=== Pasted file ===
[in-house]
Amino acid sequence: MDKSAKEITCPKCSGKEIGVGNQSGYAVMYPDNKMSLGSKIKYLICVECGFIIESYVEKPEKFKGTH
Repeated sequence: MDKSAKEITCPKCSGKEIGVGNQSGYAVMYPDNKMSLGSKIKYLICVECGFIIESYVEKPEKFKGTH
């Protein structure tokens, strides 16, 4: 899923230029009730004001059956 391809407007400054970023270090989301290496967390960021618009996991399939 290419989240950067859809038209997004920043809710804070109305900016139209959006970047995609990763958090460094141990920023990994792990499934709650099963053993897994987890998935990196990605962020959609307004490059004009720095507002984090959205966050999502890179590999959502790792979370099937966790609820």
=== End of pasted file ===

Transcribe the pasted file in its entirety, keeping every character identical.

[in-house]
Amino acid sequence: MDKSAKEITCPKCSGKEIGVGNQSGYAVMYPDNKMSLGSKIKYLICVECGFIIESYVEKPEKFKGTH
Repeated sequence: MDKSAKEITCPKCSGKEIGVGNQSGYAVMYPDNKMSLGSKIKYLICVECGFIIESYVEKPEKFKGTH
């Protein structure tokens, strides 16, 4: 899923230029009730004001059956 391809407007400054970023270090989301290496967390960021618009996991399939 290419989240950067859809038209997004920043809710804070109305900016139209959006970047995609990763958090460094141990920023990994792990499934709650099963053993897994987890998935990196990605962020959609307004490059004009720095507002984090959205966050999502890179590999959502790792979370099937966790609820």